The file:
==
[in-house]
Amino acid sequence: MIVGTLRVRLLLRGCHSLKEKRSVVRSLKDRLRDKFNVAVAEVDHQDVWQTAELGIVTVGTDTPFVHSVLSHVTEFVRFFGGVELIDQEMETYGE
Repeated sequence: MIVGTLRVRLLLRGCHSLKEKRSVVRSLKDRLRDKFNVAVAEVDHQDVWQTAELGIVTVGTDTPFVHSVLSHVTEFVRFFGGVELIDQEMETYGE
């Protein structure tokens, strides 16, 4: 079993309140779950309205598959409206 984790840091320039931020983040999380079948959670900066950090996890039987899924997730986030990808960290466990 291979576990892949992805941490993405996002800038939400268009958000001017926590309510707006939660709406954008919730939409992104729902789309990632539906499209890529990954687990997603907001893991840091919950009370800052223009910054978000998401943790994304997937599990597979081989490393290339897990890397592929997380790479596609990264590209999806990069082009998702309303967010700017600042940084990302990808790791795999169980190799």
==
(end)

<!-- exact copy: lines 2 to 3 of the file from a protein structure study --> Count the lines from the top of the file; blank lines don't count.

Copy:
Amino acid sequence: MIVGTLRVRLLLRGCHSLKEKRSVVRSLKDRLRDKFNVAVAEVDHQDVWQTAELGIVTVGTDTPFVHSVLSHVTEFVRFFGGVELIDQEMETYGE
Repeated sequence: MIVGTLRVRLLLRGCHSLKEKRSVVRSLKDRLRDKFNVAVAEVDHQDVWQTAELGIVTVGTDTPFVHSVLSHVTEFVRFFGGVELIDQEMETYGE